3RP Regional Refugee and Resilience Plan 2018 - 2019 in response to the Syria Crisis | 2018 Progress Report (January - June 2018)

Report
from UN High Commissioner for Refugees
Published on 27 Sep 2018

REGIONAL OVERVIEW

As the conflict in Syria entered its eighth year, neighbouring countries continue to show great generosity in shouldering the weight of the crisis in terms of hosting refugees. As of June 2018, over 5.6 million Syrian refugees were registered in Turkey, Lebanon, Jordan, Iraq, and Egypt. Nevertheless, host countries continue to contend with mounting demographic, economic, political, security and social pressures. Across the region, borders and admission practices remained closely managed, affecting the displacement ability of many individuals.

Despite the exceptional generosity of host governments, the conditions of refugee families across the region remain extremely challenging and many refugee families have become increasingly vulnerable with each passing year of displacement: poverty rates exceed 60 per cent in some host countries and some 35 per cent of Syrian refugee children are out-of-school. The impact of this crisis on vulnerable girls, boys, women and men’s protection and well-being remains staggering. This may have lasting consequences, including the impacts of early marriage, sexual and gender-based violence, child labour, indebtedness, and exploitation. As more refugees slip into poverty, such protection risks will only get worse. Meanwhile, Palestinian refugees affected by the Syrian crisis continue to face particular vulnerabilities.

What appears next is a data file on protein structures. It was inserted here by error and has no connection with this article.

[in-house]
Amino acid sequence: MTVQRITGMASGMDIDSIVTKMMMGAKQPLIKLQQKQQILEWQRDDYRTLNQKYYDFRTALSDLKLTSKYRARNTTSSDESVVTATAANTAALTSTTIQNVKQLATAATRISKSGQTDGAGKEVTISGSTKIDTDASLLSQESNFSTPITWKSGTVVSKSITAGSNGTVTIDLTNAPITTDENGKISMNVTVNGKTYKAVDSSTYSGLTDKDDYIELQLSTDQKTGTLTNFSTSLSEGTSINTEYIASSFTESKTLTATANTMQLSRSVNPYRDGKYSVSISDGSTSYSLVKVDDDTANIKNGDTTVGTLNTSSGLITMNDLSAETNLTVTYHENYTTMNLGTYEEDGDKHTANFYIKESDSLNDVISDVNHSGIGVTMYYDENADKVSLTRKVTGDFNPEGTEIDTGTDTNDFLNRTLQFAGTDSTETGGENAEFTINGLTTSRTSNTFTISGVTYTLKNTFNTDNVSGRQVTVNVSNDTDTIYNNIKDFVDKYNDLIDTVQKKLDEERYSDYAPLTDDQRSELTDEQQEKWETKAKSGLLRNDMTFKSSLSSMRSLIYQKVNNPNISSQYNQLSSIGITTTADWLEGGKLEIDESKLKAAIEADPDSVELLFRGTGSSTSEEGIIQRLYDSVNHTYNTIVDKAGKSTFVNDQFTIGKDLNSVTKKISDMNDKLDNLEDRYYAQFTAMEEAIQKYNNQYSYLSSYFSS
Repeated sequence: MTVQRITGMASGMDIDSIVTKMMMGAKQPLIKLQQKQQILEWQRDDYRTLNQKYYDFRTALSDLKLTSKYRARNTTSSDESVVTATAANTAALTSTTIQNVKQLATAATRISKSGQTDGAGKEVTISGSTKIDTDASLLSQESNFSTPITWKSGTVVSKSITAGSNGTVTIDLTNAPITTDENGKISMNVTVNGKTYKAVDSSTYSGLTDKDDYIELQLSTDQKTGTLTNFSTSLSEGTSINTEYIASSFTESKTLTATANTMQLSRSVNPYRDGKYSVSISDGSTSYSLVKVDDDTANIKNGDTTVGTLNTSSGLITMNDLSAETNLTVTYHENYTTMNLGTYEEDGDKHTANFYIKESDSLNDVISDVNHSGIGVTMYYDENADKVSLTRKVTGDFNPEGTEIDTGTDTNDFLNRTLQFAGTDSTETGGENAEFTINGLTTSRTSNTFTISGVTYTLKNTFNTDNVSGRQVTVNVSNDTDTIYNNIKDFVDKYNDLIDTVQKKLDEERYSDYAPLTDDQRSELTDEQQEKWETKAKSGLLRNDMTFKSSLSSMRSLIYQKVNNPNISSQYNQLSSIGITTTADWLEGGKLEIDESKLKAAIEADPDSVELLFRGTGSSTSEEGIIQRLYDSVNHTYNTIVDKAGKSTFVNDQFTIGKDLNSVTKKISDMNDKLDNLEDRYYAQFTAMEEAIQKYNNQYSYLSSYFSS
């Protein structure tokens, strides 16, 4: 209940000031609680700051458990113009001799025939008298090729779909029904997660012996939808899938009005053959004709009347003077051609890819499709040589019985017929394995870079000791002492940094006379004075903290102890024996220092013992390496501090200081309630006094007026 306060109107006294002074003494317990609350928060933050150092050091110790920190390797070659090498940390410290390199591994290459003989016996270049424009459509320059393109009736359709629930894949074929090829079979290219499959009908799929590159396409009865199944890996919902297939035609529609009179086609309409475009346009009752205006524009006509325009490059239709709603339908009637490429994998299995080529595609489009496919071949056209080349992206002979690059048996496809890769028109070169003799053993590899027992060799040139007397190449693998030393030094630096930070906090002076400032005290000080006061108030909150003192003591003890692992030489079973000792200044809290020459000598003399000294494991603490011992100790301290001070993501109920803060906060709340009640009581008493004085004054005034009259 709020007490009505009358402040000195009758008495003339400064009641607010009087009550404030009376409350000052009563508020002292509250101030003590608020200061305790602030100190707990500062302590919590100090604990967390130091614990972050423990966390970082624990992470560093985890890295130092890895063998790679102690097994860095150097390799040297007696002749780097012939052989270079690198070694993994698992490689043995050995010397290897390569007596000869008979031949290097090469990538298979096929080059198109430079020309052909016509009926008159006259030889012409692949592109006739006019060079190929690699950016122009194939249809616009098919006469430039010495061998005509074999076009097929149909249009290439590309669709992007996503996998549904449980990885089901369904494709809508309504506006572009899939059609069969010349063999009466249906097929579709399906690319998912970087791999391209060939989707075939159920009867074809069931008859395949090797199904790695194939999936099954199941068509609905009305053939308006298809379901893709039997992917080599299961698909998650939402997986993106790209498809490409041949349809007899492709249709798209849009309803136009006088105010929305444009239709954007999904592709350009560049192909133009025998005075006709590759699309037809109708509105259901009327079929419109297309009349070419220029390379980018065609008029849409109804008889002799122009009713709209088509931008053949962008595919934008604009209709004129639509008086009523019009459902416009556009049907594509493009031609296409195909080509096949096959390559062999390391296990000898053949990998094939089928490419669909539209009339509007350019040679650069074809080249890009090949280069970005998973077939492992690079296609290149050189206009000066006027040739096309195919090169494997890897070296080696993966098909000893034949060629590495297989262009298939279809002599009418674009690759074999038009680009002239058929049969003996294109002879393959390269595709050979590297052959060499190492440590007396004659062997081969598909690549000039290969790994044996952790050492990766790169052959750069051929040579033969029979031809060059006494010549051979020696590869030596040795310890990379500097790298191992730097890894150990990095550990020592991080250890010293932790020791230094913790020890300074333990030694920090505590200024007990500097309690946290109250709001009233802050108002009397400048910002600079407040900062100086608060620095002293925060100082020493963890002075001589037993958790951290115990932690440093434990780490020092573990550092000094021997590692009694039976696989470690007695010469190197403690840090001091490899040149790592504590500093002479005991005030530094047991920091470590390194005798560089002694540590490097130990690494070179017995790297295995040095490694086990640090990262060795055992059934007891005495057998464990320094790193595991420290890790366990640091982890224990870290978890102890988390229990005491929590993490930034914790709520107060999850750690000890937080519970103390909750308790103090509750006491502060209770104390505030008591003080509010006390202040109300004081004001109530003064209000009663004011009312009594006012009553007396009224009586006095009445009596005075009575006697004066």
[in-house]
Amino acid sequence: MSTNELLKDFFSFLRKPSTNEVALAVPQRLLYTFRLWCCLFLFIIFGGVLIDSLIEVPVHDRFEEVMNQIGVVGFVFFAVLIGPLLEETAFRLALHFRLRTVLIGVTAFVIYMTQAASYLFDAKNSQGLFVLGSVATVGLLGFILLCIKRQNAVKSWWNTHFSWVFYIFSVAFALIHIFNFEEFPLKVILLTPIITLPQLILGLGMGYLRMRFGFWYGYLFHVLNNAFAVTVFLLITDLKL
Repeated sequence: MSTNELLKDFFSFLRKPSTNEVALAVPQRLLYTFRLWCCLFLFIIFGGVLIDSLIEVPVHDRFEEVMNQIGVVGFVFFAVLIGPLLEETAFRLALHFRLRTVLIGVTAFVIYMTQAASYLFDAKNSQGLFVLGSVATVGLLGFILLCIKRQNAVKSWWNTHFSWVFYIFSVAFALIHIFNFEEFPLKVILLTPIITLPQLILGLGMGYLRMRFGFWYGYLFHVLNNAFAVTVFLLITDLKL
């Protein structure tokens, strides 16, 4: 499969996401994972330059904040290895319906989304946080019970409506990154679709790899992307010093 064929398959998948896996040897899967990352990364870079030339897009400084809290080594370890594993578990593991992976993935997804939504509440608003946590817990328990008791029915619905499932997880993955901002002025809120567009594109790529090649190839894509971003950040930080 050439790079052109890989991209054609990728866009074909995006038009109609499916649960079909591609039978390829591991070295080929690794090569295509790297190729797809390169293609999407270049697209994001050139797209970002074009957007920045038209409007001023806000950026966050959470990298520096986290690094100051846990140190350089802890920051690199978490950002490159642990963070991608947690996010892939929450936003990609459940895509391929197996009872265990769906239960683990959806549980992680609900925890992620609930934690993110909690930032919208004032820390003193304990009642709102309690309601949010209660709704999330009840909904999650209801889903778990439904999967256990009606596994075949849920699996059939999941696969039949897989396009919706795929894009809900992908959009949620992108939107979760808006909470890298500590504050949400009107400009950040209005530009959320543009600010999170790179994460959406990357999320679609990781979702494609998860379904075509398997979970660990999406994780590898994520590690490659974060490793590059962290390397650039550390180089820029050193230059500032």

The political, economic and social trends which have compounded the conditions of refugees in countries neighbouring Syria have also had a similar impact on vulnerable members of their host communities. 3RP partners across the region continue to deliver programmes that benefit populations affected by the crisis, while also aiming to reinforce national systems and the provision of public services that refugees and host communities alike rely on to meet their basic and urgent needs.

While gaps remain, the 3RP response, implemented through its 270 partners, has contributed to: the enrolment of over 1.2 million children aged 5 to 17 in formal education; the award of 8,000 university scholarships to Syrian youth aged 18 years and above, vocational training and preparatory language courses; the provision of food assistance to over 2.3 million people; the engagement of over half a million individuals in community-led initiatives; and, the disbursement of emergency cash assistance to 450,000 households, giving them the choice and dignity to spend the money according to their most pressing needs. Meanwhile, Members of the Protection from Sexual Exploitation and Abuse (PSEA)’s country networks have been reinforcing awareness and trainings on addressing SEA.

In 2018, 3RP partners continue to focus on protection and realization of solutions for refugees. At the same time, building resilience, sustainability and local-engagement is integrated into all steps of programming. In that regard, innovations and positive developments continue to be recorded. In Jordan, following efforts by 3RP partners to establish the Jordan Compact, over 104,000 work permits had been issued by June 2018 to Syrian refugees, enabling greater access to the labour market and stronger workplace protection. In Turkey, Iraq and Egypt, efforts are also being made to increase Syrian refugees' access to national systems; for example, through intensive language training in Turkey to improve refugees’ access to national services and the labour market.

The work of 3RP Partners would not have been possible without the extremely generous support of donors. Donor governments continue to provide an unprecedented level of financial support since the start of the Syria crisis, including USD 2.275 billion contributed thus far in 2018 (both as part of the inter-agency appeal and multi-year commitments). In 2018, donors have been seen to increase the provision of multi-year funding, enabling partners to offer enhanced, longer-term and more predictable programming.